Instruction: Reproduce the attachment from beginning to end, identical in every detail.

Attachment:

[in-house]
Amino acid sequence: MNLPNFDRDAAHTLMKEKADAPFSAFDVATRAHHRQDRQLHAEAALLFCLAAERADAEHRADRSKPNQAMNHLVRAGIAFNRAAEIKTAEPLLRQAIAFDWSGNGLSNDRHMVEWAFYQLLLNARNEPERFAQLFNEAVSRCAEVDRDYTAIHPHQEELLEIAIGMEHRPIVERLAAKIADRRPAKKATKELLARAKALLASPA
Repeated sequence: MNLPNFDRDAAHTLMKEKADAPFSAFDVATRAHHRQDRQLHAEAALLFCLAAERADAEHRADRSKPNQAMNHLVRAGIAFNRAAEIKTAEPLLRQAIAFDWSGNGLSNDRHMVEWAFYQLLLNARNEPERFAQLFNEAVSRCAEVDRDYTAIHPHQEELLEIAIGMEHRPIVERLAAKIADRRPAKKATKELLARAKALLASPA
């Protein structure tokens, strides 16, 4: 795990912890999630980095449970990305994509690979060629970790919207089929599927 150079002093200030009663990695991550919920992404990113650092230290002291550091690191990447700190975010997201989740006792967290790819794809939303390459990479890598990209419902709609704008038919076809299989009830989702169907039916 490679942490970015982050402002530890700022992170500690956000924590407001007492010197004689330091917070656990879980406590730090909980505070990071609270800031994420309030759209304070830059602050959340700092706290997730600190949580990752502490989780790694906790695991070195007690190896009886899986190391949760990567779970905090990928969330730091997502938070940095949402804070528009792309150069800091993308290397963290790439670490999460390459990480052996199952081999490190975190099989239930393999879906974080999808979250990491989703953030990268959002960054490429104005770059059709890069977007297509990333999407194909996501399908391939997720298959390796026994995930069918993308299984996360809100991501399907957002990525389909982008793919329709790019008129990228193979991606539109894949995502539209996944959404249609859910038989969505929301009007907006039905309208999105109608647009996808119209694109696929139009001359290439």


[in-house]
Amino acid sequence: MNLPNFDRDAAHTLMKEKADAPFSAFDVATRAHHRQDRQLHAEAALLFCLAAERADAEHRADRSKPNQAMNHLVRAGIAFNRAAEIKTAEPLLRQAIAFDWSGNGLSNDRHMVEWAFYQLLLNARNEPERFAQLFNEAVSRCAEVDRDYTAIHPHQEELLEIAIGMEHRPIVERLAAKIADRRPAKKATKELLARAKALLASPA
Repeated sequence: MNLPNFDRDAAHTLMKEKADAPFSAFDVATRAHHRQDRQLHAEAALLFCLAAERADAEHRADRSKPNQAMNHLVRAGIAFNRAAEIKTAEPLLRQAIAFDWSGNGLSNDRHMVEWAFYQLLLNARNEPERFAQLFNEAVSRCAEVDRDYTAIHPHQEELLEIAIGMEHRPIVERLAAKIADRRPAKKATKELLARAKALLASPA
């Protein structure tokens, strides 16, 4: 795990912890999630980095449970990305994509690979060629970790919207089929599927 150079002093200030009663990695991550919920992404990113650092230290002291550091690191990447700190975010997201989740006792967290790819794809939303390459990479890598990209419902709609704008038919076809299989009830989702169907039916 490679942490970015982050402002530890700022992170500690956000924590407001007492010197004689330091917070656990879980406590730090909980505070990071609270800031994420309030759209304070830059602050959340700092706290997730600190949580990752502490989780790694906790695991070195007690190896009886899986190391949760990567779970905090990928969330730091997502938070940095949402804070528009792309150069800091993308290397963290790439670490999460390459990480052996199952081999490190975190099989239930393999879906974080999808979250990491989703953030990268959002960054490429104005770059059709890069977007297509990333999407194909996501399908391939997720298959390796026994995930069918993308299984996360809100991501399907957002990525389909982008793919329709790019008129990228193979991606539109894949995502539209996944959404249609859910038989969505929301009007907006039905309208999105109608647009996808119209694109696929139009001359290439």